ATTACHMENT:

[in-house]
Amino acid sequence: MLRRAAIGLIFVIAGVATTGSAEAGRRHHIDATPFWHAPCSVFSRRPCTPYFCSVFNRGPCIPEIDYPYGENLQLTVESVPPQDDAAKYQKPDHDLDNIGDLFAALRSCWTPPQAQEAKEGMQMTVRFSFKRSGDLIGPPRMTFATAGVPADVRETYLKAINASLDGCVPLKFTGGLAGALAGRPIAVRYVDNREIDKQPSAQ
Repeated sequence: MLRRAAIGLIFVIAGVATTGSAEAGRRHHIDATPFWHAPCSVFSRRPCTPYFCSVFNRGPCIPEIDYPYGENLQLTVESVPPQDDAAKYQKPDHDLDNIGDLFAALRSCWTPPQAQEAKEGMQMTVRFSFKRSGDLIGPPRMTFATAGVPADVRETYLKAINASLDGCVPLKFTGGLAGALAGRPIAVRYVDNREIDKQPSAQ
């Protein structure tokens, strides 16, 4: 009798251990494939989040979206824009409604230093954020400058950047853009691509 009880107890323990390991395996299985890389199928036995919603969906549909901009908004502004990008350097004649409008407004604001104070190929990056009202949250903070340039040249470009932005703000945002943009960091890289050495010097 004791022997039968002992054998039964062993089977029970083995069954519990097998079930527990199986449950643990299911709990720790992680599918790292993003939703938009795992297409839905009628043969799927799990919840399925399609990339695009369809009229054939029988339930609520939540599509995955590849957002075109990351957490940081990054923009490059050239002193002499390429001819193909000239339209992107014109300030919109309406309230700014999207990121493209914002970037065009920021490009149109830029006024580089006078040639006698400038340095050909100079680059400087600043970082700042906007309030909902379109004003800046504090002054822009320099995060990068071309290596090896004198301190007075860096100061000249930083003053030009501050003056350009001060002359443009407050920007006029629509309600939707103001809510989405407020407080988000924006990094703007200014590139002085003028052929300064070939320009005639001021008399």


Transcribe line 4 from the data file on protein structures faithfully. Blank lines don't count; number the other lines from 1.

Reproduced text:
């Protein structure tokens, strides 16, 4: 009798251990494939989040979206824009409604230093954020400058950047853009691509 009880107890323990390991395996299985890389199928036995919603969906549909901009908004502004990008350097004649409008407004604001104070190929990056009202949250903070340039040249470009932005703000945002943009960091890289050495010097 004791022997039968002992054998039964062993089977029970083995069954519990097998079930527990199986449950643990299911709990720790992680599918790292993003939703938009795992297409839905009628043969799927799990919840399925399609990339695009369809009229054939029988339930609520939540599509995955590849957002075109990351957490940081990054923009490059050239002193002499390429001819193909000239339209992107014109300030919109309406309230700014999207990121493209914002970037065009920021490009149109830029006024580089006078040639006698400038340095050909100079680059400087600043970082700042906007309030909902379109004003800046504090002054822009320099995060990068071309290596090896004198301190007075860096100061000249930083003053030009501050003056350009001060002359443009407050920007006029629509309600939707103001809510989405407020407080988000924006990094703007200014590139002085003028052929300064070939320009005639001021008399």